Many patients are part of therapeutic communities, attending group meetings, joining in small-group psychotherapy, and participating in the running of the community. Experts disagree on the effectiveness of this commonly-used model, however; few studies have been able to prove its efficacy in any systematic, scientific way. In part, this is because experts disagree on how to measure the rate of effectiveness in what is often a subjective evaluation.
Bruno (1993) quotes Sigmund Freud's joking answer when asked the purpose of psychoanalysis: "To replace neurotic suffering with ordinary human misery" (p. 1). Suffering is part of the normal human condition, but suffering that is brought on by individual thoughts, perceptions, beliefs, and memories can lead to psychological disorders that are treatable by traditional psychoanalysis and by other methods that continue to be developed and tried as methods of relieving unnecessary mental suffering.
Some patients suffering from personality disorders may appear happy in their conditions. Although they have found ways of coping with the world around them that go against the kinds of behavior accepted by society at large, their coping mechanisms allow them to continue to live, even if their lives are bizarre and alien to the rest of the world. It is important to note, however, that most patients suffer as a result of their disorders. They would prefer to "fit in" with the "normal" world; they simply do not know how to do so.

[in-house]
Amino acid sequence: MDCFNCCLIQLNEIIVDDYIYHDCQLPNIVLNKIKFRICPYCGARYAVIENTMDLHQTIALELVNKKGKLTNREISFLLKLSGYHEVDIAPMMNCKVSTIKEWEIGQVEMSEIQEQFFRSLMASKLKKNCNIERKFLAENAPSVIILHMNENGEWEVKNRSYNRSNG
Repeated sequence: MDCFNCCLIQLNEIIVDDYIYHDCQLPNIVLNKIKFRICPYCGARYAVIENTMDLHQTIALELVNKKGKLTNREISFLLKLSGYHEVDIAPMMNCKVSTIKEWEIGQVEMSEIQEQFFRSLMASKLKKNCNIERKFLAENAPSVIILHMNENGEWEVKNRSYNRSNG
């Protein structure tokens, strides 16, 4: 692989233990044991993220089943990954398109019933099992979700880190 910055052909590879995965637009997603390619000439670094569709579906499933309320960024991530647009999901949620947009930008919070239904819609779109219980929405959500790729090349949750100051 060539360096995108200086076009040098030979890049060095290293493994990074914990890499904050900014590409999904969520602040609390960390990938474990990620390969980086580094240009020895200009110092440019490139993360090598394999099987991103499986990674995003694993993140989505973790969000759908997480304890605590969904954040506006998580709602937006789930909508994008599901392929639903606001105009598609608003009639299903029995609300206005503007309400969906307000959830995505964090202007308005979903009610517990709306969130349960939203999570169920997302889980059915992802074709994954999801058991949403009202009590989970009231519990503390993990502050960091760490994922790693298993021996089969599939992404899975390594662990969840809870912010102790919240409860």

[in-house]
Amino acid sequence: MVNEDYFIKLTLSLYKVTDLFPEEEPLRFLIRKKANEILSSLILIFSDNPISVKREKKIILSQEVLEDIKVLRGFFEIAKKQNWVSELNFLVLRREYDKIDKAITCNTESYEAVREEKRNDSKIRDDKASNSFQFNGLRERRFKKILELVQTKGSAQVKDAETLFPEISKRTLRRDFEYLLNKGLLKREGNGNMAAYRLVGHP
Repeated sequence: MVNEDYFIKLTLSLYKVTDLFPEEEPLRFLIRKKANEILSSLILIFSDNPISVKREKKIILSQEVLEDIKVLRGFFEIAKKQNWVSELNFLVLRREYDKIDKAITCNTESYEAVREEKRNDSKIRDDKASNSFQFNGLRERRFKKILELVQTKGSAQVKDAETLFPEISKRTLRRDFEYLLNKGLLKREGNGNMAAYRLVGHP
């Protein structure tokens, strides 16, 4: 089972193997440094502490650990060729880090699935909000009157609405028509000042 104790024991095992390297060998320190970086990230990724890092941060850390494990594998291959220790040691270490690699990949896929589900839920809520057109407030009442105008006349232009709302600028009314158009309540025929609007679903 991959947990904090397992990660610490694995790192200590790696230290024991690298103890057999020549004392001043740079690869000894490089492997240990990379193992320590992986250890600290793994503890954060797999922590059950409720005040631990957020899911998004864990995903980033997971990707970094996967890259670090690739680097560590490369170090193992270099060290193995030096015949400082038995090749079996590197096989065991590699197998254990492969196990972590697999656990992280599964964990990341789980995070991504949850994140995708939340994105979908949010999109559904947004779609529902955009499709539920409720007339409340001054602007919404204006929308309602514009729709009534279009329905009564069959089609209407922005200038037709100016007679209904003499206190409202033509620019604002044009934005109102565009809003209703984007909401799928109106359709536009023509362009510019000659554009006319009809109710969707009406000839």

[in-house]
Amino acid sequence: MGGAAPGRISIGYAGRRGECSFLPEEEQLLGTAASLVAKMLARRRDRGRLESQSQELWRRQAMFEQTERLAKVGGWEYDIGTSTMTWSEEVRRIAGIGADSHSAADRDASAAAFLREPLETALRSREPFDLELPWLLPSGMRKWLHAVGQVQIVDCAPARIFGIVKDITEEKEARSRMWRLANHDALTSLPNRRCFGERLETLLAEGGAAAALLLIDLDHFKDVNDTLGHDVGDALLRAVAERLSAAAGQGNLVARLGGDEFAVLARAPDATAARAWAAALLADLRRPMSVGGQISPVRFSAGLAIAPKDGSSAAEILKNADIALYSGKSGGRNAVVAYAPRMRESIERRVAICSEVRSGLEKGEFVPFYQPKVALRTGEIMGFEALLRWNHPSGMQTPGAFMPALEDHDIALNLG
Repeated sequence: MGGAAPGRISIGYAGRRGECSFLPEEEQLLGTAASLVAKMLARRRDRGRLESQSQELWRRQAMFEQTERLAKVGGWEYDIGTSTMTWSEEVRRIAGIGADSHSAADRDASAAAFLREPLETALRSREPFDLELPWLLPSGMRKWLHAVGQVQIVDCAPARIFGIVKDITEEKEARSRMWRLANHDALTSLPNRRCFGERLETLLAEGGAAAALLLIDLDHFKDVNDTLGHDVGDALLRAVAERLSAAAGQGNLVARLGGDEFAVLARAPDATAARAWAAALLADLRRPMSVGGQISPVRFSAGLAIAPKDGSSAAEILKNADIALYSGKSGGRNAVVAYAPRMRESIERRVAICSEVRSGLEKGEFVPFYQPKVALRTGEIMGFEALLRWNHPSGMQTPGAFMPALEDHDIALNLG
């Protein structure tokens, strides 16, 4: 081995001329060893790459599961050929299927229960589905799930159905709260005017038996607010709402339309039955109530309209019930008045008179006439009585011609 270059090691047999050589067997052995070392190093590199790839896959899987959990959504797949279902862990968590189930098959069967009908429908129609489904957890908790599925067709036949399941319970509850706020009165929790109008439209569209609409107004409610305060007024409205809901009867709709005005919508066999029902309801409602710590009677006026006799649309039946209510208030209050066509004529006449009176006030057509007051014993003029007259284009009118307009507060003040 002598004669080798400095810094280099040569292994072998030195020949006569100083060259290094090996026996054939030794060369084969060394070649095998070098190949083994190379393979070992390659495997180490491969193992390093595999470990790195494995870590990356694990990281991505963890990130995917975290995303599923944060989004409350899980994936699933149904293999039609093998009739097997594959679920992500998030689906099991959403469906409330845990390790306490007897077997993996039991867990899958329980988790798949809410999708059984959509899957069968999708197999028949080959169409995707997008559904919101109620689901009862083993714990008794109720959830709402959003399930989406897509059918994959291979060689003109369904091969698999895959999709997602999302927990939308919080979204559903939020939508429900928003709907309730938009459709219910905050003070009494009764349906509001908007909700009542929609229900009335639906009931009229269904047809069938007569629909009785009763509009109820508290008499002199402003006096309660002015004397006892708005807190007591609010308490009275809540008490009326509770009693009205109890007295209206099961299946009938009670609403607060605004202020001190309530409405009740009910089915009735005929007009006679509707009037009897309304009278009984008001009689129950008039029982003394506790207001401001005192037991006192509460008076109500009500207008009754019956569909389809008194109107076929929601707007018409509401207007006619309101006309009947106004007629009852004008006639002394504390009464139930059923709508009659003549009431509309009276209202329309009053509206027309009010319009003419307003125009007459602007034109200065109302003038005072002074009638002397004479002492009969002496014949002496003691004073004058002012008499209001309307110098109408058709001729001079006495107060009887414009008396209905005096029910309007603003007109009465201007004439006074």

Childhood neglect may be linked to BPD. (1997, November). Brown University Child and Adolescent Behavior Letter, 13(11), 6-7.
Fauman, M. A. (1994). Study guide to DSM-IV. Washington, DC: American Psychiatric Press.
Treating and preventing personality disorders continues to be an inexact science. Some experts favor drug treatment, often coupled with different forms of psychotherapy, cognitive therapy, or behavior modification. Martin Marlowe and Philip Sugarman (1997, July 19) no